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Sometimes books don’t have Chapters at all, and this stands out because we as readers are so used to having breaks in the narrative (if for no other reason than to tell our brains to check our watch and remind us that we shouldn’t stay up all night reading…).  Books without Chapters sometimes do so for a purpose: in The Road, Cormac McCarthy is describing a post-apocalyptic world where time has essentially lost meaning, and life has become a fugue of repetitive travel from one dreary locale to the next.  Reading the book without Chapters (just breaks in the text) puts us into the mindset of the characters, and by the end of the book we’re just as exhausted as they are because we’ve been trudging though a (metaphoric) landscape, just as they have.  In Molloy, Samuel Beckett takes a similar approach to highlight the monotonous and stream-of-consciousness nature of an investigation by telling an 80+ story in only 2 paragraphs (the first of which is just 2 pages long).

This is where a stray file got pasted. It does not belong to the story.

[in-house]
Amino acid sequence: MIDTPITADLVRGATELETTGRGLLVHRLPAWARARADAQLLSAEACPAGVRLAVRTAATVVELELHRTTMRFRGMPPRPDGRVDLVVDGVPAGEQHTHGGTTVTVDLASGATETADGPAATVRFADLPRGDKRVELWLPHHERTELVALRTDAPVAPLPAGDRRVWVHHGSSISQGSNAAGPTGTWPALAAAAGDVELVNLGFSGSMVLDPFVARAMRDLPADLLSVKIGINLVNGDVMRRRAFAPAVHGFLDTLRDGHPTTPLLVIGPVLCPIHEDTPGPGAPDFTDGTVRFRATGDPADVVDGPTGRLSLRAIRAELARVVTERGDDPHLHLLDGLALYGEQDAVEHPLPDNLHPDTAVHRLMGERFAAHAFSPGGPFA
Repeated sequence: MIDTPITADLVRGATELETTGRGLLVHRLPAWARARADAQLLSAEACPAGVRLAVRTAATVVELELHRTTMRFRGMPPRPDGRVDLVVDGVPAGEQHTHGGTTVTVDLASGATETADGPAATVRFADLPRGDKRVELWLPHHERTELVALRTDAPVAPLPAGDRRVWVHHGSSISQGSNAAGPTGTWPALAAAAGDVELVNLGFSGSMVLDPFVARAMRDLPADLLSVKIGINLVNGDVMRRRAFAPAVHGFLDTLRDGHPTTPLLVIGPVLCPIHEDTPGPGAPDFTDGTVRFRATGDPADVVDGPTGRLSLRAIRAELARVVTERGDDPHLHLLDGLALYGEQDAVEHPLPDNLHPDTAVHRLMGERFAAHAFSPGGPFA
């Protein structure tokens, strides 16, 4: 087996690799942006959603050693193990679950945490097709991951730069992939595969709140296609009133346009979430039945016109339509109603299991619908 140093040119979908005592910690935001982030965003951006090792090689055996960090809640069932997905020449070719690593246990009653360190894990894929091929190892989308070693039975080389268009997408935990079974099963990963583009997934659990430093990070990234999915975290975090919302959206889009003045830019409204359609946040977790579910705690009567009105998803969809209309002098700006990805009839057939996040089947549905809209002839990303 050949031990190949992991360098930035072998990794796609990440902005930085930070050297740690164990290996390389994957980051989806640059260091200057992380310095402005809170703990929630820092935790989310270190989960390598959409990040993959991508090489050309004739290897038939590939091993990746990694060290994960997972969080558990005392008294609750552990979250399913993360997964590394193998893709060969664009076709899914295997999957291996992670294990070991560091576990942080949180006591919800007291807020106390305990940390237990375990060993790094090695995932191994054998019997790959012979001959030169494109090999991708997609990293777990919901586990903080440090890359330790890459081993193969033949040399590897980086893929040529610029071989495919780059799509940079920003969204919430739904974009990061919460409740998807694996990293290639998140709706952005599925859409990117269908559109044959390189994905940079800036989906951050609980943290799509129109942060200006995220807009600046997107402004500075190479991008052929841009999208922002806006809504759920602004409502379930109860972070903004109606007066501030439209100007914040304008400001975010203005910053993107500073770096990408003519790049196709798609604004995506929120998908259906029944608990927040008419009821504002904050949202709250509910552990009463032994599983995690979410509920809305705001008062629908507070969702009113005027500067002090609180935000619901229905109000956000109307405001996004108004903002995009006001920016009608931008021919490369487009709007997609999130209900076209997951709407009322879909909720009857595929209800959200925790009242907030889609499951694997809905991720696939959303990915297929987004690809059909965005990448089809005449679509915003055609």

the-road-cormac-mccarthy

Parts/Books/Acts

Just as Chapters are ways of organizing the narrative components of a novel, Parts (or Acts, or some other title the author may decide to impart based on their personal preference) are often a means used to organize the Chapters themselves.  If a novel is extremely episodic or divided into large story arcs, Parts 1, 2, etc. might be used to divide those sections of the story; similarly, a Part of a novel can sometimes be used to mark major story shifts when the narrative switches geographic locations, periods of time, etc.

John Marco’s excellent “The Jackal of Nar” is a fine example of this structure, breaking down the story into several Parts: Richius’ days in the war, his journey to meet his emperor, his eventual return to the land where he lost someone important to him, etc.  Just as each chapter tells its own small story, each “Part” tells a single arc of the novel’s plot, so that in the end it almost feels as if we’ve read several tightly connected novellas in a series.

n12850